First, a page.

Chattanooga has a history of being the comeback kid with a big imagination for the future. In this moment in time, we are uniquely positioned for the next big wave of change. There is a strong sense of optimism about our future, as well as a sense of urgency to move forward in meaningful ways.
The Benwood Blog will highlight the work of people in Chattanooga who are acting on that sense of urgency in innovative, timely, and sometimes surprising ways. We will also bring to light the stories, processes, and questions that our community cares about.
We hope you will enjoy these posts and that you will contact us if you have similar stories to share.
From time to time we will also write about what is On Our Minds at the Foundation, and present the work of guest bloggers whose work intersects with our primary areas of interest, place, culture, talent, and competitive advantage.
When we think about Chattanooga’s artistic heritage we think back to early performers like blues empress Bessie Smith or you may even know about jazz musician Valaida Snow or more recently actress Dixie Carter, actor Jim Nebors and of course Samuel L Jackson, Dennis Haskins and Usher. And we’ve in previous blogs learned about Chattanooga’s current street scene. We often think of these as recent productions and forget that these build on a long legacy begun here by the Native Americans who once lived on this land.
Giving Voice to Others: A wider play for Chattanooga
by Adera Causey
Many of the artists I’ve met have talked about a childhood formative experience that first inspired them and this was the case too for actor Christy Gallo. However for Christy, this was not the first step in a progression but a taster that led to self-doubt and leaving the theater behind for lucrative opportunities in business. But when disillusioned by her work world and life in her 20s, she wanted to go beyond the material possessions and find something more fulfilling. In her soul searching she realized that the path to healing could be found in acting and a life in theater.
What began in 2010 as a discussion of the needs of boys living within Chattanooga's urban core, the Boys Leadership Summit (BLS) celebrated its fifth year of inspirational training for middle and high school males on November 15, 2014. The Summit brings together a host of agencies, faith-based institutions, and parents interested in improving leadership qualities of male students. The Saturday morning event was held on the campus of the University of Tennessee at Chattanooga. During the annual Summit, adults share strategies on keeping young men productive, safe and focused on achievement; while youth share their life experiences as 6th – 12th grade males navigating their complex environments.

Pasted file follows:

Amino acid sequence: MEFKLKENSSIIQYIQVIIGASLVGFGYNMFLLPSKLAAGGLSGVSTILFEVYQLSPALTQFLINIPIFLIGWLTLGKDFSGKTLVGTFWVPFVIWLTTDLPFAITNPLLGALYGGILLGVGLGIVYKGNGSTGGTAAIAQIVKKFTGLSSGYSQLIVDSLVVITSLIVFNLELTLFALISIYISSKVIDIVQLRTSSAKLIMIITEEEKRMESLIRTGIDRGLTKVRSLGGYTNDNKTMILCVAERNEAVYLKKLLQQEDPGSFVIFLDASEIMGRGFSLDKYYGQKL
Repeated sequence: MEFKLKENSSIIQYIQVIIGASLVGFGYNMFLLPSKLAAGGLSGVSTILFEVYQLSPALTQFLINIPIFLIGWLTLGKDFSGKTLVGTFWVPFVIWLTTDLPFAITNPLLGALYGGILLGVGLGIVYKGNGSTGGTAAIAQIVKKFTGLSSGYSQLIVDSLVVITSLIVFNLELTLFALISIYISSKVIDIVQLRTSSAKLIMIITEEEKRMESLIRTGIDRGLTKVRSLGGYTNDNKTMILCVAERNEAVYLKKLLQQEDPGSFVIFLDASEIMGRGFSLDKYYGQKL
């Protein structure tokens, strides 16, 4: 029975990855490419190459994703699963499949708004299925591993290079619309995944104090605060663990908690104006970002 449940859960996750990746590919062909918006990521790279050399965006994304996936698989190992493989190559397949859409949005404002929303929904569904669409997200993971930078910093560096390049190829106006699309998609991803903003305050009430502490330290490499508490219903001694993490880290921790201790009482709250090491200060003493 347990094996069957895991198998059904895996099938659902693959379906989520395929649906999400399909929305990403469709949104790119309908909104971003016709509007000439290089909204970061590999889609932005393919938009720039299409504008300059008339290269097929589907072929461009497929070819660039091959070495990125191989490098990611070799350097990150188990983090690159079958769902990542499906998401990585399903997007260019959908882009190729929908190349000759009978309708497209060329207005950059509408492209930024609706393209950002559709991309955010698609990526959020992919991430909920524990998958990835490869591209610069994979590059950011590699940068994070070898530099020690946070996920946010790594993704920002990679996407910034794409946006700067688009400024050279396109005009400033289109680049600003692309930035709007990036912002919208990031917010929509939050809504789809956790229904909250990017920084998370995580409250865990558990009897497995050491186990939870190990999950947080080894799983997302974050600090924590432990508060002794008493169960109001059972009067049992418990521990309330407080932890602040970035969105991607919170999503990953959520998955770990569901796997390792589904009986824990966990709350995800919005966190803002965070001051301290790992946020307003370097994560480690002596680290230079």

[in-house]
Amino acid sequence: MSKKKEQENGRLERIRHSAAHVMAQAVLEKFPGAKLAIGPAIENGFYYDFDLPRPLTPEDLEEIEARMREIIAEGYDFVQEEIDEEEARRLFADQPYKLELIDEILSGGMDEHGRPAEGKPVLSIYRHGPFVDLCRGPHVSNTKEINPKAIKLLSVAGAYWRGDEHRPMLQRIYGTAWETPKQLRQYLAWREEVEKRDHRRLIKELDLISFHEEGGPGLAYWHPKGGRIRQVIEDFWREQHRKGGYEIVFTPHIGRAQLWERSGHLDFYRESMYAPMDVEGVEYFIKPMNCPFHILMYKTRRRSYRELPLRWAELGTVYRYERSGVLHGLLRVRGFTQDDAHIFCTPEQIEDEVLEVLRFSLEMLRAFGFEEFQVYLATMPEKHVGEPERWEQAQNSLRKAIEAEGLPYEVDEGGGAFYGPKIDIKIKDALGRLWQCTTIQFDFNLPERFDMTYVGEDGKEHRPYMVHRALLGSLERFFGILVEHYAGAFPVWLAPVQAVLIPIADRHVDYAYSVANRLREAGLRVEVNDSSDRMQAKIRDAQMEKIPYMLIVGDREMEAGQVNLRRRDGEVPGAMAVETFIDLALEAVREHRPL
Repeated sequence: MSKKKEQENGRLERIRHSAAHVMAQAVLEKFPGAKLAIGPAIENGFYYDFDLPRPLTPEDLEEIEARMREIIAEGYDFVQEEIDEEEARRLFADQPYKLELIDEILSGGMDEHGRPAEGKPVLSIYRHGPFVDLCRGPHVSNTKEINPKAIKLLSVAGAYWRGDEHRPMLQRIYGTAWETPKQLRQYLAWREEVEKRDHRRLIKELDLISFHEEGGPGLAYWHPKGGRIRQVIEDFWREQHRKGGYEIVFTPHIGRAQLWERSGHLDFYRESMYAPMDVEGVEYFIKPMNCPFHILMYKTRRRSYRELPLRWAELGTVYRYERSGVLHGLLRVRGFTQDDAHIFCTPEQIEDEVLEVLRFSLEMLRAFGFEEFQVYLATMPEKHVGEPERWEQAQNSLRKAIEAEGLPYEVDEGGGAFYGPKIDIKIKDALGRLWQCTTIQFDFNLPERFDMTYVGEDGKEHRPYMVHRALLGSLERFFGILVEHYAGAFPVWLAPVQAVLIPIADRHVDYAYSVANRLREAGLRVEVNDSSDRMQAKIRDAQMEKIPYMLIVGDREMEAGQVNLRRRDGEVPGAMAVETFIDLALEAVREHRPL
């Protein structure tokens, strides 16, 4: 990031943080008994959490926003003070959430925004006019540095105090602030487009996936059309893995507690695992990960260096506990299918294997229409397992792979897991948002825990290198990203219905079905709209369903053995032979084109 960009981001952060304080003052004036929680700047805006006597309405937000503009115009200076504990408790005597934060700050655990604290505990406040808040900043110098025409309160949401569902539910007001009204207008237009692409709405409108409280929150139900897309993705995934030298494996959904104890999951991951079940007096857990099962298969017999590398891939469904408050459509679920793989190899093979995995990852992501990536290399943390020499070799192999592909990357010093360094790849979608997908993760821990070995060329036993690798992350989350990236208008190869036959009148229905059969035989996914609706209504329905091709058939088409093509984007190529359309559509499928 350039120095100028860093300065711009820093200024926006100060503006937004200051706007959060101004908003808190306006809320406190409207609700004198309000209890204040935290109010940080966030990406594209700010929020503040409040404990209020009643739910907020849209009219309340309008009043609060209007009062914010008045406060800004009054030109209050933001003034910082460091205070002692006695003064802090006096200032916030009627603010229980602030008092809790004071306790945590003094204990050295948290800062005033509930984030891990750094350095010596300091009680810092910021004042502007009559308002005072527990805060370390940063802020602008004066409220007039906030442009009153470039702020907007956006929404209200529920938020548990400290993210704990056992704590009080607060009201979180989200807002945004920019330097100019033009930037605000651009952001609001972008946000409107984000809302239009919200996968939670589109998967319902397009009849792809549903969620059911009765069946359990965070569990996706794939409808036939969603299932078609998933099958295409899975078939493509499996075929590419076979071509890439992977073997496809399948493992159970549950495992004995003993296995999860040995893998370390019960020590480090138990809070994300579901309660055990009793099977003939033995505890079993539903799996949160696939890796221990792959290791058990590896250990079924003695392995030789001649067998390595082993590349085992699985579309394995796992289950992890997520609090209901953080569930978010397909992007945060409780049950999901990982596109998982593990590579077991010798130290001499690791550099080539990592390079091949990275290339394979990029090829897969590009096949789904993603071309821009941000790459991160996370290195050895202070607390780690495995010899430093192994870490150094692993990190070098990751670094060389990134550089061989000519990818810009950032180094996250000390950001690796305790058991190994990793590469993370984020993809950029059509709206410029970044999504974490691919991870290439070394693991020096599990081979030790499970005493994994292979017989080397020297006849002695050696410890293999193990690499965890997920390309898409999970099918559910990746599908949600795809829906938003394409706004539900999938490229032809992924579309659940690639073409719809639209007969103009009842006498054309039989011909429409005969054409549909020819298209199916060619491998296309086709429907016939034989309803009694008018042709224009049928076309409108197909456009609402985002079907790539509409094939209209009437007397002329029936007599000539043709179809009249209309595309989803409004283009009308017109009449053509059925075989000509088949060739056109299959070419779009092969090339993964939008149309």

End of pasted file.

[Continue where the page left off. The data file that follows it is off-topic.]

A little over a year ago, I was asked by the Robert Wood Johnson Foundation to be part of a panel discussion at the AIGA Head, Heart, Hand: Design Conference. I shared the stage with Doug Powell from IBM, Matthew Trowbridge, M.D., M.P.H., from the University of Virginia School of Medicine, and George Aye, from Greater Good Studio. Our topic was Designing a Healthier Future for Children, and we were tasked with demonstrating how we used design thinking in our work to improve health on the population level. In the interest of full disclosure, my education is in clinical exercise physiology and not design, so I was a little confused when I got the email asking me if I would like to take part in the conference.
"Being an artist means being comfortable with doing everything you can do, as much as you can, and being ok with not being enough." - Christian Collier
Many artists are known for their mastery of a particular form – an artist is a painter, or she is a singer, or they are musicians, or writers or designers or….Some artists though cannot be easily classified as their art is responsive, emotional, all encompassing and takes the form it needs to in order to make a point. Christian Collier is such an artist. He is known as a spoken word artist, a hybrid term in its own right as it encompasses poetry, memoir, storytelling, performing, music, and movement. Add to that a bit of drawing, a good dose of DJing and an enormous amount of skill, thought and feeling and you have the art of Christian Collier.
What Ferguson Taught Us: A Brief Study in Questions
by Tamara Woodard
How many white parents have to teach their children to fear the police? How many white communities call in police experts, including the police chief, to teach their children what to do if approached by the police? How many organizations are allowed to police themselves?